One of director Jacobovici’s intentions in making “Enslaved” is to counter “collective amnesia” about these histories. He also exposes the degree of complicity that ran through the fabric of global economics. There is a direct link, for example, between the fashion for the coffee house in Europe in the 17th and 18th century and the slave trade. The coffee plantations in the British colonies of Barbados and Jamaica were worked by enslaved Africans. The increasing popularity of coffee, tea, and chocolate stimulated the trade in sugar produced on Brazilian and American plantations. Indeed, there was a direct correlation between the price of sugar and the price of slaves.

Kramer Wimberley points out that around 1,000 slave ships were lost at sea. Marine archaeology is driven by the need to recognize the past by “searching for our ancestors.” Jacobovici offers related imperative: “I take ‘never again’ very seriously.” For both, knowing about the past is more than important research; it is a moral imperative.

Never Again

African history didn’t start with slavery. African history was interrupted by slavery.
Kramer Wimberley

Knowledge of the past is a pre-condition for avoiding the barbarism of the past. “Never again” means nothing unless we are aware of the histories, poetry, memoirs, and lost artifacts of those who suffered. Marine archaeology recognizes the significance of relics; they objectify memory and acknowledge the humanity of the dispossessed. But, archaeology is also a metaphor for unearthing otherwise buried human experience. To do so, it is necessary to listen to the voices of those who came before us. Diving with a Purpose is a literal and metaphorical action.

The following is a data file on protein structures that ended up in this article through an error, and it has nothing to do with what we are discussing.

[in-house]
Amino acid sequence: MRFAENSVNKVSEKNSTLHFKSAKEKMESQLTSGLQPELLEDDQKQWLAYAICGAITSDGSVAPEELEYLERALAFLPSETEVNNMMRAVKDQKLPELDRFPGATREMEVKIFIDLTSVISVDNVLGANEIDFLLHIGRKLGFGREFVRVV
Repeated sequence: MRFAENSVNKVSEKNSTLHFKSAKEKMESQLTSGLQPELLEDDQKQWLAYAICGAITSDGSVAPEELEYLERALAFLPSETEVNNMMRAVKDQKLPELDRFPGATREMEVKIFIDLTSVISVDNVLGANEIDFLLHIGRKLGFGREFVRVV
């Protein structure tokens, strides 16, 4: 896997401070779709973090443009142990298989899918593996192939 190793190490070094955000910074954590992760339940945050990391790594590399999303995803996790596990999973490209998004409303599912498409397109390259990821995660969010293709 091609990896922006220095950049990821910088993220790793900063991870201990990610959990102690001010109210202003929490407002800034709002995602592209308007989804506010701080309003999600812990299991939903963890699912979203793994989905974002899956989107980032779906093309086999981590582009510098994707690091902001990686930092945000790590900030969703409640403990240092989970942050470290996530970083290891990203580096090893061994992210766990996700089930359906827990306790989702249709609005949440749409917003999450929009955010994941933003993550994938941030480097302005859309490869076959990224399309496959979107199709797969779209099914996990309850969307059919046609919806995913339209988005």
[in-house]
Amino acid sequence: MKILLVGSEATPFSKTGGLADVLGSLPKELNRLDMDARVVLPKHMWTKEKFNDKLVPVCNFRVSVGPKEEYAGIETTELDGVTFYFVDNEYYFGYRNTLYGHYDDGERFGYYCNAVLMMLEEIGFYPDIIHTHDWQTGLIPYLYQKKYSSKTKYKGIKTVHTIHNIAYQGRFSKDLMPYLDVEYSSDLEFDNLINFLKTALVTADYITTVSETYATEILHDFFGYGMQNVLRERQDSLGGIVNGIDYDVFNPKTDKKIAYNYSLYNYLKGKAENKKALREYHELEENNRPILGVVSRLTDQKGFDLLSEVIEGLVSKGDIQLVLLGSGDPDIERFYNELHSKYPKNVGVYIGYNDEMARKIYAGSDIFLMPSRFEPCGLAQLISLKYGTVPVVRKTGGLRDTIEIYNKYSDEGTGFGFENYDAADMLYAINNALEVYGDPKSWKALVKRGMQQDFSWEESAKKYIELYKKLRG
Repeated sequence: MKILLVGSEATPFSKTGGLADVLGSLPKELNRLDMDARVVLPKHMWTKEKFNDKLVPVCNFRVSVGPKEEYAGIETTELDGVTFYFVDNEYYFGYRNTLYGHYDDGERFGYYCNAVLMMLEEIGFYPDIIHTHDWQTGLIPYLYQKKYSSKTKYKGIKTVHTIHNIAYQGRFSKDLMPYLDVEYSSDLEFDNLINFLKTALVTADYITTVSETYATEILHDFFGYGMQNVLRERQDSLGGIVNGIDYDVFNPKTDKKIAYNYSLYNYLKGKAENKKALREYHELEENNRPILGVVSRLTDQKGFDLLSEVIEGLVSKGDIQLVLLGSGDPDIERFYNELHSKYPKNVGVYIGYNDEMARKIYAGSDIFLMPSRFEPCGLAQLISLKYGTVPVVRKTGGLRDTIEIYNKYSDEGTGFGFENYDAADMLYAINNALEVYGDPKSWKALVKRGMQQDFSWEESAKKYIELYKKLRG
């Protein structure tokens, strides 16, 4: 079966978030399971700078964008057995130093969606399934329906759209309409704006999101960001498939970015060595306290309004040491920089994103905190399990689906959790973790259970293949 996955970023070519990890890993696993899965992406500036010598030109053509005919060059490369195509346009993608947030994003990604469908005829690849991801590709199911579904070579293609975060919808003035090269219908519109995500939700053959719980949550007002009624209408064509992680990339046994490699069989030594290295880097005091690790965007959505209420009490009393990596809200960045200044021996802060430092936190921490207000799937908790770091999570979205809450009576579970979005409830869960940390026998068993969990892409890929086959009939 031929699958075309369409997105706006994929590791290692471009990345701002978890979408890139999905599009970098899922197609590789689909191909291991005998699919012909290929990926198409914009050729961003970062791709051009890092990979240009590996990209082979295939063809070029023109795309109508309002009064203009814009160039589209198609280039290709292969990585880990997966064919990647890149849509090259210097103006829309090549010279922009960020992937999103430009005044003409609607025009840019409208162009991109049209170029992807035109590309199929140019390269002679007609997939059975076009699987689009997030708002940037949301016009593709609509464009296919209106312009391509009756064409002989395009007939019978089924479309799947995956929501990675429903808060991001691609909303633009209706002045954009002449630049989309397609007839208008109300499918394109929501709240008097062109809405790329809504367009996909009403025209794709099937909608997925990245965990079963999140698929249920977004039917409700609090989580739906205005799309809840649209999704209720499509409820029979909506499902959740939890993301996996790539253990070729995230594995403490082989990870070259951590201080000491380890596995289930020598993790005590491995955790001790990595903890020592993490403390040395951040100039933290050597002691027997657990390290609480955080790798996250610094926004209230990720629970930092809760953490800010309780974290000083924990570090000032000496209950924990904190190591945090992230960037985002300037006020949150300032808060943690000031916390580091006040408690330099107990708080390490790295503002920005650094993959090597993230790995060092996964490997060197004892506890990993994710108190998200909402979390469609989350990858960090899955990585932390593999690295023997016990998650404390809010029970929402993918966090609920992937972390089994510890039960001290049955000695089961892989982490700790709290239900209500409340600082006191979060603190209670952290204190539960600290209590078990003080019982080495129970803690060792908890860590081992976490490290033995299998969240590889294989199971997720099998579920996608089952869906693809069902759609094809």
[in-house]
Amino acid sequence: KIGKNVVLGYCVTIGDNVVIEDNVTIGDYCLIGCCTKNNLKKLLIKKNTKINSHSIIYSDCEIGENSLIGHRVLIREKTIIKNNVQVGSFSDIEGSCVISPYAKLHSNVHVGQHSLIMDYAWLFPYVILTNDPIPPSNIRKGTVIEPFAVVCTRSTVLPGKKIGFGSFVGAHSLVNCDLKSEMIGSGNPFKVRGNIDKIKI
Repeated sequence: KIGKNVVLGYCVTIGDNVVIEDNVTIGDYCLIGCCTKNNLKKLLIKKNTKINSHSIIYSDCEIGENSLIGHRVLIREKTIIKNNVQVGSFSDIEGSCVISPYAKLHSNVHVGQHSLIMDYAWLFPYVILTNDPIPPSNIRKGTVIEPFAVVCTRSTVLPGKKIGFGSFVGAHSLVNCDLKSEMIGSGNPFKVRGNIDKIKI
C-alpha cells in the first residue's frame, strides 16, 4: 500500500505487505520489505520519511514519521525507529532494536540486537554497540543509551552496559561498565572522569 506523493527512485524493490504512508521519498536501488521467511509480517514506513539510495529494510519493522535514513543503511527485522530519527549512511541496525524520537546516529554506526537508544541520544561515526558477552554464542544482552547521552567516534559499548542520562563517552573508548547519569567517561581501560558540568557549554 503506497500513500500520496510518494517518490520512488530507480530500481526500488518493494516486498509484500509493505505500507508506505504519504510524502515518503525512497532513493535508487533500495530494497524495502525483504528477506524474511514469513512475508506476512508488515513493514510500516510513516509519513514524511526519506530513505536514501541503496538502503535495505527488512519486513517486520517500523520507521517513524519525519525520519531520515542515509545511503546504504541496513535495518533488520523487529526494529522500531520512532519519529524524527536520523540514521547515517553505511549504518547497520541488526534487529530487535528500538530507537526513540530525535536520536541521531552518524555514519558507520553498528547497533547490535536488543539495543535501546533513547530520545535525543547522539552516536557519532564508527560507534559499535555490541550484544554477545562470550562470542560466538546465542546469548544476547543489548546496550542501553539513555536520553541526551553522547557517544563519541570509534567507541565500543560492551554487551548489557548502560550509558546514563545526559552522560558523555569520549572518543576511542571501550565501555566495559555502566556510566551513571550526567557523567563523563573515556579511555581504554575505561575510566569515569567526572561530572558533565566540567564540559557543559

These explorations demonstrate the need for alignment of scientific methodologies, technical precision, and creative historical research: interdependence upon integrated modes of thought and action. Nevertheless, populist political rhetoric elevates the value of STEM subjects at the expense of other forms of knowledge, a distinction further enforced by differential funding. We are witnessing a widespread international assault on the value of the arts and humanities.

In my own country, for example, Gavin Williamson, the Secretary of State for Education in Boris Johnson’s government has announced major cuts in arts education with a smug indifference to the fact that the annual contribution of the creative arts to the UK economy is estimated at £111bn.[1] In Skills, Jobs and Freedom (an odd, troubling collocation), Williamson asserts that:

The record number of people taking up science and engineering demonstrates that many are already starting to pivot away from dead-end courses that leave young people with nothing but debtand our reforms will open the way for them to embrace the opportunities offered by degree apprenticeships, higher technical qualifications, modular learning and our flagship Institutes of Technology. [2]

The dismissive term “dead-end courses” typifies a persistent prejudice.

In The Guardian, journalist Gaby Hinsliff asks “Is Boris Johnson really going to sacrifice arts degrees for the Conservative cause?” She observes that: 

There seems little room in Williamson’s vision for considering what teenagers actually like and are good at, or what society values more than money, or the fact that if every 18-year-old chose to read maths tomorrow then the earnings premium attached to that subject might not survive a market suddenly flooded with mathematicians. [3]

Gavin Williamson has a degree in Social Sciences from the University of Bradford. 

Boris Johnson read Literae Humaniores at Balliol College, Oxford, the study of the Classics, ancient literature and philosophy. 

STEM and the Humanities

I have great respect for the cluster of disciplines collected under the general heading of STEM. There are any number of examples of the ways in which scientific intervention has improved our lives and there is no need for me to go through endless reiteration. A few, perhaps less obvious examples, will suffice. 

Electric light fundamentally altered urban experience. For Dickens, Conan Doyle, James Thompson and other recorders of nineteenth century London society, darkness brought danger, hidden, illicit activity. Street lighting turned the night into space for entertainment and social interaction. Urban space was transformed.